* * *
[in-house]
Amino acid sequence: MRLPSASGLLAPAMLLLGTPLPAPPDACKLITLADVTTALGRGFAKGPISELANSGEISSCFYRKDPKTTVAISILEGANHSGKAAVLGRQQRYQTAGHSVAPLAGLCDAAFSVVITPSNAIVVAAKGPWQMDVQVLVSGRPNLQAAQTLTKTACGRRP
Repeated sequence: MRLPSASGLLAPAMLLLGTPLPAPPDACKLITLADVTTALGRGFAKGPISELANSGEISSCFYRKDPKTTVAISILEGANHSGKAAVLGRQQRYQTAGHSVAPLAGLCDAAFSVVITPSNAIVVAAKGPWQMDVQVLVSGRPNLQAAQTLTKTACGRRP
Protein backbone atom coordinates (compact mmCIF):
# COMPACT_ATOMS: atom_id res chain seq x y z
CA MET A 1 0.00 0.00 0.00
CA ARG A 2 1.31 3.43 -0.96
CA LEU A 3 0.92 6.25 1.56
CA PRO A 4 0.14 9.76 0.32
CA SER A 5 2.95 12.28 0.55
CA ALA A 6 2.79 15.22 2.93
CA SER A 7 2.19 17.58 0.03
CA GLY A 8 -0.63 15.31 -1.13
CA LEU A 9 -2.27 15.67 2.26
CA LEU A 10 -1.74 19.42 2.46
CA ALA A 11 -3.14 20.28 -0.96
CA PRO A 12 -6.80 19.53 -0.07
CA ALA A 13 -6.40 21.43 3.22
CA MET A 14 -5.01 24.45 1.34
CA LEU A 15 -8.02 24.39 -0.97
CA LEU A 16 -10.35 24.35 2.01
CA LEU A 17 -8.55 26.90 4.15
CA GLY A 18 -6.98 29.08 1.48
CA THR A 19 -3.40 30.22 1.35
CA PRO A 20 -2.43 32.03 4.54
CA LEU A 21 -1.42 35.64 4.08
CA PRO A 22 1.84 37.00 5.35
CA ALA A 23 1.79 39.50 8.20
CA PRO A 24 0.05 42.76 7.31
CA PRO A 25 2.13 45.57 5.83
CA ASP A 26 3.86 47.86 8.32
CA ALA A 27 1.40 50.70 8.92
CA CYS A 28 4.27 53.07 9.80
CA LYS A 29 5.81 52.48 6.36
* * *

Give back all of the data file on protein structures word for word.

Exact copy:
[in-house]
Amino acid sequence: MRLPSASGLLAPAMLLLGTPLPAPPDACKLITLADVTTALGRGFAKGPISELANSGEISSCFYRKDPKTTVAISILEGANHSGKAAVLGRQQRYQTAGHSVAPLAGLCDAAFSVVITPSNAIVVAAKGPWQMDVQVLVSGRPNLQAAQTLTKTACGRRP
Repeated sequence: MRLPSASGLLAPAMLLLGTPLPAPPDACKLITLADVTTALGRGFAKGPISELANSGEISSCFYRKDPKTTVAISILEGANHSGKAAVLGRQQRYQTAGHSVAPLAGLCDAAFSVVITPSNAIVVAAKGPWQMDVQVLVSGRPNLQAAQTLTKTACGRRP
Protein backbone atom coordinates (compact mmCIF):
# COMPACT_ATOMS: atom_id res chain seq x y z
CA MET A 1 0.00 0.00 0.00
CA ARG A 2 1.31 3.43 -0.96
CA LEU A 3 0.92 6.25 1.56
CA PRO A 4 0.14 9.76 0.32
CA SER A 5 2.95 12.28 0.55
CA ALA A 6 2.79 15.22 2.93
CA SER A 7 2.19 17.58 0.03
CA GLY A 8 -0.63 15.31 -1.13
CA LEU A 9 -2.27 15.67 2.26
CA LEU A 10 -1.74 19.42 2.46
CA ALA A 11 -3.14 20.28 -0.96
CA PRO A 12 -6.80 19.53 -0.07
CA ALA A 13 -6.40 21.43 3.22
CA MET A 14 -5.01 24.45 1.34
CA LEU A 15 -8.02 24.39 -0.97
CA LEU A 16 -10.35 24.35 2.01
CA LEU A 17 -8.55 26.90 4.15
CA GLY A 18 -6.98 29.08 1.48
CA THR A 19 -3.40 30.22 1.35
CA PRO A 20 -2.43 32.03 4.54
CA LEU A 21 -1.42 35.64 4.08
CA PRO A 22 1.84 37.00 5.35
CA ALA A 23 1.79 39.50 8.20
CA PRO A 24 0.05 42.76 7.31
CA PRO A 25 2.13 45.57 5.83
CA ASP A 26 3.86 47.86 8.32
CA ALA A 27 1.40 50.70 8.92
CA CYS A 28 4.27 53.07 9.80
CA LYS A 29 5.81 52.48 6.36